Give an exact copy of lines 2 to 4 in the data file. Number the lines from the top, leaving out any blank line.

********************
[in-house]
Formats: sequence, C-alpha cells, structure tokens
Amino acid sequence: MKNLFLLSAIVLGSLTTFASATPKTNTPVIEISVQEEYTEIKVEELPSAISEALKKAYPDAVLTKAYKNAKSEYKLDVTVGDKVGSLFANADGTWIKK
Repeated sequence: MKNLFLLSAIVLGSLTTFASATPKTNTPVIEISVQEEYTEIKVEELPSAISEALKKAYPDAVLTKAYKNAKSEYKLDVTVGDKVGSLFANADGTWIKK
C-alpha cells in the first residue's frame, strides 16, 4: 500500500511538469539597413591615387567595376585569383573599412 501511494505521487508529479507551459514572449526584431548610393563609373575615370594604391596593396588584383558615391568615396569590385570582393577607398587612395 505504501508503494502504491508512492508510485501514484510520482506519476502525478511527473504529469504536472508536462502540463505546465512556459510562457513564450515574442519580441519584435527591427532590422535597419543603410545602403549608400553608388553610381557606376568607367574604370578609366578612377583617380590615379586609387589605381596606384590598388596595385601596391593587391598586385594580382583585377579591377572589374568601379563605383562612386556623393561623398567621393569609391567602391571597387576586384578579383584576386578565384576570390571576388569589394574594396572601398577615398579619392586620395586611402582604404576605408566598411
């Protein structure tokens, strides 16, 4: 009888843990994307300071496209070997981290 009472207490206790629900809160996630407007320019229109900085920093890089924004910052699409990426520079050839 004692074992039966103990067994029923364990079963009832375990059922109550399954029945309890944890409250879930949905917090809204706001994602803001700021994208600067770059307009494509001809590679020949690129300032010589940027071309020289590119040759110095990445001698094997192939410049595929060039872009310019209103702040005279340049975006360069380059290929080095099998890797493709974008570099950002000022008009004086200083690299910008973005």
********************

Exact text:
Formats: sequence, C-alpha cells, structure tokens
Amino acid sequence: MKNLFLLSAIVLGSLTTFASATPKTNTPVIEISVQEEYTEIKVEELPSAISEALKKAYPDAVLTKAYKNAKSEYKLDVTVGDKVGSLFANADGTWIKK
Repeated sequence: MKNLFLLSAIVLGSLTTFASATPKTNTPVIEISVQEEYTEIKVEELPSAISEALKKAYPDAVLTKAYKNAKSEYKLDVTVGDKVGSLFANADGTWIKK